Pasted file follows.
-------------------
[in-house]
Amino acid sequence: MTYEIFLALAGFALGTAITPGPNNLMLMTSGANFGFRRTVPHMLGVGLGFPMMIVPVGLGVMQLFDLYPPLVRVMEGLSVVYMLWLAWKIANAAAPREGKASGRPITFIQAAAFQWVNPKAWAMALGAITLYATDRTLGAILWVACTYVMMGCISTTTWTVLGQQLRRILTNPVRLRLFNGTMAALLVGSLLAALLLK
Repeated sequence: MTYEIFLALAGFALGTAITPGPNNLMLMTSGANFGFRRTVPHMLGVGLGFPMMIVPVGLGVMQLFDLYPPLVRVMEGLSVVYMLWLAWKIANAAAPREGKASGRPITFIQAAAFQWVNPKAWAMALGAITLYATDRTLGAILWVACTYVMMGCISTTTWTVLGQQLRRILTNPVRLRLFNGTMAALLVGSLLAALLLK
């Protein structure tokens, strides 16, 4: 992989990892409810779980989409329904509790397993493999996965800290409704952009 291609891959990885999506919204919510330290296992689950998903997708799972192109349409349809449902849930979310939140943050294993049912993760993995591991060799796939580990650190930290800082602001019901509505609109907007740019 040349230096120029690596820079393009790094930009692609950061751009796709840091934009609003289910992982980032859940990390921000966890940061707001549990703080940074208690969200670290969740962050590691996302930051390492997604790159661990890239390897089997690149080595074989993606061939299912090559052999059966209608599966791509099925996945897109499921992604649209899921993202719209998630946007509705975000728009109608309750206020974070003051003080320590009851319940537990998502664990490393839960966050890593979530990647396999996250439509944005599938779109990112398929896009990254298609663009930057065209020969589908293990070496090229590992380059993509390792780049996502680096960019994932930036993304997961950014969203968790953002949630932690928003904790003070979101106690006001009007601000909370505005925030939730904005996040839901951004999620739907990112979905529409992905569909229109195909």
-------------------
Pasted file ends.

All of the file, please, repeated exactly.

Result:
[in-house]
Amino acid sequence: MTYEIFLALAGFALGTAITPGPNNLMLMTSGANFGFRRTVPHMLGVGLGFPMMIVPVGLGVMQLFDLYPPLVRVMEGLSVVYMLWLAWKIANAAAPREGKASGRPITFIQAAAFQWVNPKAWAMALGAITLYATDRTLGAILWVACTYVMMGCISTTTWTVLGQQLRRILTNPVRLRLFNGTMAALLVGSLLAALLLK
Repeated sequence: MTYEIFLALAGFALGTAITPGPNNLMLMTSGANFGFRRTVPHMLGVGLGFPMMIVPVGLGVMQLFDLYPPLVRVMEGLSVVYMLWLAWKIANAAAPREGKASGRPITFIQAAAFQWVNPKAWAMALGAITLYATDRTLGAILWVACTYVMMGCISTTTWTVLGQQLRRILTNPVRLRLFNGTMAALLVGSLLAALLLK
């Protein structure tokens, strides 16, 4: 992989990892409810779980989409329904509790397993493999996965800290409704952009 291609891959990885999506919204919510330290296992689950998903997708799972192109349409349809449902849930979310939140943050294993049912993760993995591991060799796939580990650190930290800082602001019901509505609109907007740019 040349230096120029690596820079393009790094930009692609950061751009796709840091934009609003289910992982980032859940990390921000966890940061707001549990703080940074208690969200670290969740962050590691996302930051390492997604790159661990890239390897089997690149080595074989993606061939299912090559052999059966209608599966791509099925996945897109499921992604649209899921993202719209998630946007509705975000728009109608309750206020974070003051003080320590009851319940537990998502664990490393839960966050890593979530990647396999996250439509944005599938779109990112398929896009990254298609663009930057065209020969589908293990070496090229590992380059993509390792780049996502680096960019994932930036993304997961950014969203968790953002949630932690928003904790003070979101106690006001009007601000909370505005925030939730904005996040839901951004999620739907990112979905529409992905569909229109195909």